A meeting held Thursday night by Hamilton County Mayor Jim Coppinger was aimed at cooperation between residents opposed to a new sewage treatment plant that had been planned on Mahan Gap Road in Ooltewah and the WWTA. The mayor proposed hitting a “reset button” by creating a community committee that would work alongside the WWTA in finding the best location to build a new facility. The committee would have between five and seven community representatives.
Engineering consultant Scott McDonald, who was hired by the WWTA, was charged with finding the best site to put a new plant that could handle added capacity of sewer services created by recent and future growth in the area as well as additional water from runoff during periods of heavy rain. He came up with the same location that was identified in 1971 as the best place because “it drains like a bathtub,” said the mayor. The goal is to prevent building large, unsightly storage tanks that would hold raw sewage until capacity was available to treat it and pump it, said County Mayor Coppinger, “They’re not pretty or healthy for the community.” There will be a concerted effort to hide whatever is built and make it odorless, he said.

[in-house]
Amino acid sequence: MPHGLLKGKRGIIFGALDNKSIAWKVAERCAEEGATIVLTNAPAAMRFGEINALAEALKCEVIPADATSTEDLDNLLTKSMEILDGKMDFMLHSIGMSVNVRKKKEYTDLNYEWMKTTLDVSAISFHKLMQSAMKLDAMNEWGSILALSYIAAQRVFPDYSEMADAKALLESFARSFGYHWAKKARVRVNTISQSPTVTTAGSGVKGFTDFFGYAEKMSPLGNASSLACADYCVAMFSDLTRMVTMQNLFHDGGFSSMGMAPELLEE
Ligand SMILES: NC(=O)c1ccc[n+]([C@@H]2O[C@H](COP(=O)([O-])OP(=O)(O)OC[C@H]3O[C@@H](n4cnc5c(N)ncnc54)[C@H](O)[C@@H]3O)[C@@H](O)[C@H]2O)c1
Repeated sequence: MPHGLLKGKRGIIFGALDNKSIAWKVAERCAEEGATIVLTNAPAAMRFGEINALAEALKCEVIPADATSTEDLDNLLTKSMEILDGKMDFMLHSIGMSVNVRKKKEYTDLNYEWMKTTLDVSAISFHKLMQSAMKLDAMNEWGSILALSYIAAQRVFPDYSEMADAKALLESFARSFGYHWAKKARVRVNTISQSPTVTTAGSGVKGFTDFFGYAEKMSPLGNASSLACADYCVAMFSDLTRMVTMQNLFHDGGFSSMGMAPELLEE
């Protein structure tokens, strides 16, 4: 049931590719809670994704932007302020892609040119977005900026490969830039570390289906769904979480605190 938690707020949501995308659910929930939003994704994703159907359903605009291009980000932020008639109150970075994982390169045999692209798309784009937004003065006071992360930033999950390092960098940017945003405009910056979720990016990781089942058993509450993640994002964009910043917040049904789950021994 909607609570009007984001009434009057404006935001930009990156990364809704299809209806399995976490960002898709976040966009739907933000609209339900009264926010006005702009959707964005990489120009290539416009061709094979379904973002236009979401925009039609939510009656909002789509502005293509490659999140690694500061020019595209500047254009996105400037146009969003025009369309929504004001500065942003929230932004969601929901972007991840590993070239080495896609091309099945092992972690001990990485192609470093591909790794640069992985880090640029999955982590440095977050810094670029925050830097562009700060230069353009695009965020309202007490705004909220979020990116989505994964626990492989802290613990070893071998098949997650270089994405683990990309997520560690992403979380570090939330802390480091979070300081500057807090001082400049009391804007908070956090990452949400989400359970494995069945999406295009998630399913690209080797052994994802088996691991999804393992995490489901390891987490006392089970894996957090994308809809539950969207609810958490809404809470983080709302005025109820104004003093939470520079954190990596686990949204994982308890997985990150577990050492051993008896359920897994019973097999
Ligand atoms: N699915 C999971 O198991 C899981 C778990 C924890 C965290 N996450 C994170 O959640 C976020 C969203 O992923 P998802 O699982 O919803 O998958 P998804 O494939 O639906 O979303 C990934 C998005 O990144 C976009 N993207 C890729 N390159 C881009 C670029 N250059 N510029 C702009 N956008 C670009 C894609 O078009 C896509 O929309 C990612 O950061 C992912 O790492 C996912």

There have already been eight potential sites identified, including Mahan Gap. County Mayor Coppinger did not rule out the Mahan Gap location, saying that would be up to the committee. With the choices they will be given it is hoped that one can be agreed upon. To move the site, he said, would take extra money. "I can’t make that money happen, I can only request it," he told the audience. Any money has to be approved by the Hamilton County Commission. He said that changing the location would require an additional $16 million to $20 million because a different site would need to be bought. The option that the WWTA has for the Mahan Gap property will run out in March, he said.
Alternative plans recommended by various speakers Thursday night would limit future development. Plans such as making a developer responsible for building sewage treatment for individual subdivisions or allowing new construction to use septic systems would all require large amounts of property. A round of applause came after County Mayor Coppinger said that would be so costly that nothing would be developed. He acknowledged that the audience wanted no development whatsoever, but he said that is just growth and the government cannot control that.
Multiple citizens requested responsible growth saying the reason they live in Ooltewah is because of the large properties that allow open spaces. “We don’t want to become East Brainerd with houses on quarter acre lots,” said one speaker. County Mayor Coppinger said there is a regional plan for this area and suggested taking those concerns to the Regional Planning Agency. He said there are a number of agencies that control growth but the government cannot because they do not own the property. He said that cities can pass ordinances to regulate growth. He also said that plans developed by the WWTA must be approved by the EPA. But, he said, the EPA does not care about growth, just about health.